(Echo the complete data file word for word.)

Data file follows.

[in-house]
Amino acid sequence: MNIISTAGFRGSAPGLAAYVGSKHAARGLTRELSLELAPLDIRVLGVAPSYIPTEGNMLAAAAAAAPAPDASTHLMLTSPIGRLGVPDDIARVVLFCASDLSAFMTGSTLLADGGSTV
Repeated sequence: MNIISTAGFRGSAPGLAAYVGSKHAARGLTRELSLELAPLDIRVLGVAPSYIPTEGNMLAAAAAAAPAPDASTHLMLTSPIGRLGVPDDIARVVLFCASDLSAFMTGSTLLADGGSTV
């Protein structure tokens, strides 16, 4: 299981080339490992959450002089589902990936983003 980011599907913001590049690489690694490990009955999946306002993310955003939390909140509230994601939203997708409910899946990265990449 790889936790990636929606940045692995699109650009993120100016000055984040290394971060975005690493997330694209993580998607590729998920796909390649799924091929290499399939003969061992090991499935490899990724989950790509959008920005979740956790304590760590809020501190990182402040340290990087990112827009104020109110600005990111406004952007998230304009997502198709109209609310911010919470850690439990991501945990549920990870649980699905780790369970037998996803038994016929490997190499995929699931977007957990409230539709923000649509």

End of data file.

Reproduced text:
[in-house]
Amino acid sequence: MNIISTAGFRGSAPGLAAYVGSKHAARGLTRELSLELAPLDIRVLGVAPSYIPTEGNMLAAAAAAAPAPDASTHLMLTSPIGRLGVPDDIARVVLFCASDLSAFMTGSTLLADGGSTV
Repeated sequence: MNIISTAGFRGSAPGLAAYVGSKHAARGLTRELSLELAPLDIRVLGVAPSYIPTEGNMLAAAAAAAPAPDASTHLMLTSPIGRLGVPDDIARVVLFCASDLSAFMTGSTLLADGGSTV
């Protein structure tokens, strides 16, 4: 299981080339490992959450002089589902990936983003 980011599907913001590049690489690694490990009955999946306002993310955003939390909140509230994601939203997708409910899946990265990449 790889936790990636929606940045692995699109650009993120100016000055984040290394971060975005690493997330694209993580998607590729998920796909390649799924091929290499399939003969061992090991499935490899990724989950790509959008920005979740956790304590760590809020501190990182402040340290990087990112827009104020109110600005990111406004952007998230304009997502198709109209609310911010919470850690439990991501945990549920990870649980699905780790369970037998996803038994016929490997190499995929699931977007957990409230539709923000649509």